It’s a sitcom that knows it’s a sitcom, with genre-savvy Abed (Danny Pudi) often poking the fourth wall while the writers subvert genre trappings with inventive glee. Embodying an increasingly rare quality in sitcoms, Community often not only instils the overwhelming urge to watch an episode again right the hell now, but rewards rewatching with some of the most ingenious easter eggs and layered continuity ever. Case in point: Season Two episode ‘The Psychology of Letting Go’ contains an entire sub-plot featuring a noticeably absent Abed covertly hidden in the background of scenes. But while great writing is the foundation for Community’s hilarity, it’s brought to life by a cast that’s comprised entirely of scene-stealing characters and actors, from the amazing Donald Glover to a career resurrecting turn from Chevy Chase as the group’s resident sexist bigot.
I need visual aids! How about mere glimpse of the awesomeness to be found in ‘Modern Warfare’?
Okay, I’m sold. What’re my viewing options? In the UK, you can catch a double bill of episodes on Viva on Tuesdays at 10pm. While you’ll certainly want to catch all the episodes you missed at some point, the plus side is that it’s a show that greatly welcomes jumping in at any time, too. And the kicker is that you haven’t missed the stand-out episode yet! “Modern Warfare” is due to air tonight.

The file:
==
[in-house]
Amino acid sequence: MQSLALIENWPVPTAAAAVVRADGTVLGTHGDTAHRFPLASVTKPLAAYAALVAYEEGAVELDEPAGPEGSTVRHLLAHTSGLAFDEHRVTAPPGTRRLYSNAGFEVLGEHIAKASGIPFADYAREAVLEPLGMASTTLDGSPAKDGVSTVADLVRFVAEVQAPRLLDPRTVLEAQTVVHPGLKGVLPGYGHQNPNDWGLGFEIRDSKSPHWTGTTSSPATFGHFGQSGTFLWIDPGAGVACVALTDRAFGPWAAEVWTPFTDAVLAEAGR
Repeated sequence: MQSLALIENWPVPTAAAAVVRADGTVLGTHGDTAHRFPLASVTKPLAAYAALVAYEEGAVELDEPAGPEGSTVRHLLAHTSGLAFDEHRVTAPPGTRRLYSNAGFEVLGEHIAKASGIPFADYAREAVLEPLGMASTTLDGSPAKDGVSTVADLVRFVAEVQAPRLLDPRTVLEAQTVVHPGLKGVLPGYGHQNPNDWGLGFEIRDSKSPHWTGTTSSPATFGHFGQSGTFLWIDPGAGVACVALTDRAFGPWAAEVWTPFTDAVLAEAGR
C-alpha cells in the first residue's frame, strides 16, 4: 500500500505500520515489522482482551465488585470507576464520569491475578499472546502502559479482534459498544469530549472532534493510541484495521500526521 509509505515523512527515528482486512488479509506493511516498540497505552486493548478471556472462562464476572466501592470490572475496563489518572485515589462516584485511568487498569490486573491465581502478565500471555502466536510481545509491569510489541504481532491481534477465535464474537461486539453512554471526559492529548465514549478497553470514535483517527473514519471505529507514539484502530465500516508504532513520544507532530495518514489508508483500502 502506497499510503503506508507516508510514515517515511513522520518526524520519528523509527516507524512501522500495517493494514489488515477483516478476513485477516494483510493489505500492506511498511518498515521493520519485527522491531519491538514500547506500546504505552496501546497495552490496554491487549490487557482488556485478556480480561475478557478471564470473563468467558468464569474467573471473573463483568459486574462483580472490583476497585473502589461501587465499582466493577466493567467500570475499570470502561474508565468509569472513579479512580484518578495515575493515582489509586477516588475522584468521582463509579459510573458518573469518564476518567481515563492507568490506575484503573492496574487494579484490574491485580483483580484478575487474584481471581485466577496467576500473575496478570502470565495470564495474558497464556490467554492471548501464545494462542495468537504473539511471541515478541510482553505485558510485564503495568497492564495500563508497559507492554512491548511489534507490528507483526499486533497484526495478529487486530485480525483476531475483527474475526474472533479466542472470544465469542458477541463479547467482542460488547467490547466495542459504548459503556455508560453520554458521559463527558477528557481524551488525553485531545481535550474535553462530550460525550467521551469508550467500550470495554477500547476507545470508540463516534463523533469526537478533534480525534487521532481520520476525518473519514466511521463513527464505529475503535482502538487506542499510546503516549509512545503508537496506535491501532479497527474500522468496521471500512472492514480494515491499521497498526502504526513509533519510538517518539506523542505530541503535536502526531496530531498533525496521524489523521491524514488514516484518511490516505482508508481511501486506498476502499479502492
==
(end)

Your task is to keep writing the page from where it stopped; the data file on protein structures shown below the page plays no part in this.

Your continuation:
The Show: Tower Prep (Cartoon Network)
What’s it about? It’s equal parts The Prisoner, Lost and X-Men as Ian Archer (Drew Van Acker) falls asleep in suburban America but wakes up at Tower Prep, a mysterious boarding school for teens with superpowers, with no idea how he got there. The campus is cut off from civilization with no links to the outside world, surrounded by impenetrable walls and dense forest filled with dangerous creatures.
Faced with teachers who impose rules but don’t answer questions, Ian teams up with his own Scooby Gang of superpowered students: C.J. (Elise Gatien), who can read the most imperceptible facial tics and body language like a book, Suki (Dyana Liu), who can perfectly imitate the voice of anyone, and Gabe (Ryan Pinkston), who has the ability to talk anyone into anything with Jedi-like skill. With the help of his new-found friends and his own supernatural reflexes, Ian must try to find a way to escape the school while attempting to figure out what Tower Prep is and why they were brought there.
What’s so great about it? Okay, so it’s a teen show on a kids’ cartoon channel, but don’t hold that against it – Tower Prep is smart, fun and one of the best teen-centric shows in ages, which just happens to boast impeccable pedigree: Creator Paul Dini is responsible for the superb Batman: The Animated Series and Justice League Unlimited, and had a hand in the earliest, strongest seasons of Lost; writer/producer Glen Morgan is mostly to thank for The X-Files’ best years and his brother, screenwriter Darin Morgan (The X-Files’ ‘Clyde Bruckman’s Final Repose’ and ‘War of the Coprophages’), has crafted a handful of the smartest, funniest, most hilariously subversive scripts in TV history.